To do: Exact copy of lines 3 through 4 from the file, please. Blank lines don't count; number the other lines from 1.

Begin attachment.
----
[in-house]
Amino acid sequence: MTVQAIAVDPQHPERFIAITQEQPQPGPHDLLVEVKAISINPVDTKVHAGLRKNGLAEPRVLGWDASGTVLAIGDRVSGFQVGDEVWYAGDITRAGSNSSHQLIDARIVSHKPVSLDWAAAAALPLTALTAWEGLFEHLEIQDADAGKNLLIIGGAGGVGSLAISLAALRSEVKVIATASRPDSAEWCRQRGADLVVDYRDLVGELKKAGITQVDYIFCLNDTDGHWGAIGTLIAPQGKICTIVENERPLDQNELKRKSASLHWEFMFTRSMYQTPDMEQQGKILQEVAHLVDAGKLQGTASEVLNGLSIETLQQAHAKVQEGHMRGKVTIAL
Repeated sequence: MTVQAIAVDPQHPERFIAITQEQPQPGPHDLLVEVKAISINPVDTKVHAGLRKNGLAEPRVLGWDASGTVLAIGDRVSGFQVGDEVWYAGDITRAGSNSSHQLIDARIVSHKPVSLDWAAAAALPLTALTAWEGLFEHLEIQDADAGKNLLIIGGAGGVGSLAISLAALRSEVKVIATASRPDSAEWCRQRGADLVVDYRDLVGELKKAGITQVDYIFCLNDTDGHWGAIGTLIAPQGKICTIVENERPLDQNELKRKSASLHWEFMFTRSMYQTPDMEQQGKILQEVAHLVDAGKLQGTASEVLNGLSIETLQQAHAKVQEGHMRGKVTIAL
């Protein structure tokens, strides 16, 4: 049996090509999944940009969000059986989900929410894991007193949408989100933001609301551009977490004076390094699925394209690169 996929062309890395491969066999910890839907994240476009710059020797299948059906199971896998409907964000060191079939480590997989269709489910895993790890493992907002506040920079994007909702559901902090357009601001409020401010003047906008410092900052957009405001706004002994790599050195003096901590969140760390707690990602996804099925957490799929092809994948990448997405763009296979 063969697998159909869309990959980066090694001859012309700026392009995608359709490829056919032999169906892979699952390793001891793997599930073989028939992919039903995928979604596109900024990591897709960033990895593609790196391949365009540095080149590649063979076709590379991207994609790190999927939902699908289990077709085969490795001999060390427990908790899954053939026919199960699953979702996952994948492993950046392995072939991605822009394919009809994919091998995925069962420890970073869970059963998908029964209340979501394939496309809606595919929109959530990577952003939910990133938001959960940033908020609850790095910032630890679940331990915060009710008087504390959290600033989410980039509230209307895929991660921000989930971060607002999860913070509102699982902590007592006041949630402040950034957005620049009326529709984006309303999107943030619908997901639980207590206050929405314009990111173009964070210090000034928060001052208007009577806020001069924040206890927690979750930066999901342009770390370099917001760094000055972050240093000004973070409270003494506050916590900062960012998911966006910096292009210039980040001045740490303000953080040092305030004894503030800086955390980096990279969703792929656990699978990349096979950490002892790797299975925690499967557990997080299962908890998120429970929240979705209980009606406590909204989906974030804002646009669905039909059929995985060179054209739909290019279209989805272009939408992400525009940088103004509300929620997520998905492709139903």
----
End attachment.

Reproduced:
Repeated sequence: MTVQAIAVDPQHPERFIAITQEQPQPGPHDLLVEVKAISINPVDTKVHAGLRKNGLAEPRVLGWDASGTVLAIGDRVSGFQVGDEVWYAGDITRAGSNSSHQLIDARIVSHKPVSLDWAAAAALPLTALTAWEGLFEHLEIQDADAGKNLLIIGGAGGVGSLAISLAALRSEVKVIATASRPDSAEWCRQRGADLVVDYRDLVGELKKAGITQVDYIFCLNDTDGHWGAIGTLIAPQGKICTIVENERPLDQNELKRKSASLHWEFMFTRSMYQTPDMEQQGKILQEVAHLVDAGKLQGTASEVLNGLSIETLQQAHAKVQEGHMRGKVTIAL
């Protein structure tokens, strides 16, 4: 049996090509999944940009969000059986989900929410894991007193949408989100933001609301551009977490004076390094699925394209690169 996929062309890395491969066999910890839907994240476009710059020797299948059906199971896998409907964000060191079939480590997989269709489910895993790890493992907002506040920079994007909702559901902090357009601001409020401010003047906008410092900052957009405001706004002994790599050195003096901590969140760390707690990602996804099925957490799929092809994948990448997405763009296979 063969697998159909869309990959980066090694001859012309700026392009995608359709490829056919032999169906892979699952390793001891793997599930073989028939992919039903995928979604596109900024990591897709960033990895593609790196391949365009540095080149590649063979076709590379991207994609790190999927939902699908289990077709085969490795001999060390427990908790899954053939026919199960699953979702996952994948492993950046392995072939991605822009394919009809994919091998995925069962420890970073869970059963998908029964209340979501394939496309809606595919929109959530990577952003939910990133938001959960940033908020609850790095910032630890679940331990915060009710008087504390959290600033989410980039509230209307895929991660921000989930971060607002999860913070509102699982902590007592006041949630402040950034957005620049009326529709984006309303999107943030619908997901639980207590206050929405314009990111173009964070210090000034928060001052208007009577806020001069924040206890927690979750930066999901342009770390370099917001760094000055972050240093000004973070409270003494506050916590900062960012998911966006910096292009210039980040001045740490303000953080040092305030004894503030800086955390980096990279969703792929656990699978990349096979950490002892790797299975925690499967557990997080299962908890998120429970929240979705209980009606406590909204989906974030804002646009669905039909059929995985060179054209739909290019279209989805272009939408992400525009940088103004509300929620997520998905492709139903």